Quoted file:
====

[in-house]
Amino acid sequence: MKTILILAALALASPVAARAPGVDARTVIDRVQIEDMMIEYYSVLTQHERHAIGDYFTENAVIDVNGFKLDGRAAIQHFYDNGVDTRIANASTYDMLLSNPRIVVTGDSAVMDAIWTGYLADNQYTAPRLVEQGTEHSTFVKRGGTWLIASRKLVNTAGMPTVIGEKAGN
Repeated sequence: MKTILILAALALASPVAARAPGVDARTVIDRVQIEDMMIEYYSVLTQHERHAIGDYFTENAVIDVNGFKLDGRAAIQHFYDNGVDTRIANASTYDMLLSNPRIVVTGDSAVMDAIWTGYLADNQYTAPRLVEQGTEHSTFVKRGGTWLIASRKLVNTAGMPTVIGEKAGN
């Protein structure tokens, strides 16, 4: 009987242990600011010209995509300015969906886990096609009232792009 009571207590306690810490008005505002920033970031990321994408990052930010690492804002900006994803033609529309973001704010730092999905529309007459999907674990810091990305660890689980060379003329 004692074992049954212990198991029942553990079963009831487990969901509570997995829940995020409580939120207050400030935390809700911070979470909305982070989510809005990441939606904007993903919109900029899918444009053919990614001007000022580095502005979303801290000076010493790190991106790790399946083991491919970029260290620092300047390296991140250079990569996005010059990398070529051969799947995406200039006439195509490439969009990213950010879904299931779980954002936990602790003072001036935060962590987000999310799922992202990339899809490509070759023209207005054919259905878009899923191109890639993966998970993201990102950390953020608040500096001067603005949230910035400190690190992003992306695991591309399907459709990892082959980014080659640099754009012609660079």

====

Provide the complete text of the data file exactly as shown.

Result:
[in-house]
Amino acid sequence: MKTILILAALALASPVAARAPGVDARTVIDRVQIEDMMIEYYSVLTQHERHAIGDYFTENAVIDVNGFKLDGRAAIQHFYDNGVDTRIANASTYDMLLSNPRIVVTGDSAVMDAIWTGYLADNQYTAPRLVEQGTEHSTFVKRGGTWLIASRKLVNTAGMPTVIGEKAGN
Repeated sequence: MKTILILAALALASPVAARAPGVDARTVIDRVQIEDMMIEYYSVLTQHERHAIGDYFTENAVIDVNGFKLDGRAAIQHFYDNGVDTRIANASTYDMLLSNPRIVVTGDSAVMDAIWTGYLADNQYTAPRLVEQGTEHSTFVKRGGTWLIASRKLVNTAGMPTVIGEKAGN
């Protein structure tokens, strides 16, 4: 009987242990600011010209995509300015969906886990096609009232792009 009571207590306690810490008005505002920033970031990321994408990052930010690492804002900006994803033609529309973001704010730092999905529309007459999907674990810091990305660890689980060379003329 004692074992049954212990198991029942553990079963009831487990969901509570997995829940995020409580939120207050400030935390809700911070979470909305982070989510809005990441939606904007993903919109900029899918444009053919990614001007000022580095502005979303801290000076010493790190991106790790399946083991491919970029260290620092300047390296991140250079990569996005010059990398070529051969799947995406200039006439195509490439969009990213950010879904299931779980954002936990602790003072001036935060962590987000999310799922992202990339899809490509070759023209207005054919259905878009899923191109890639993966998970993201990102950390953020608040500096001067603005949230910035400190690190992003992306695991591309399907459709990892082959980014080659640099754009012609660079």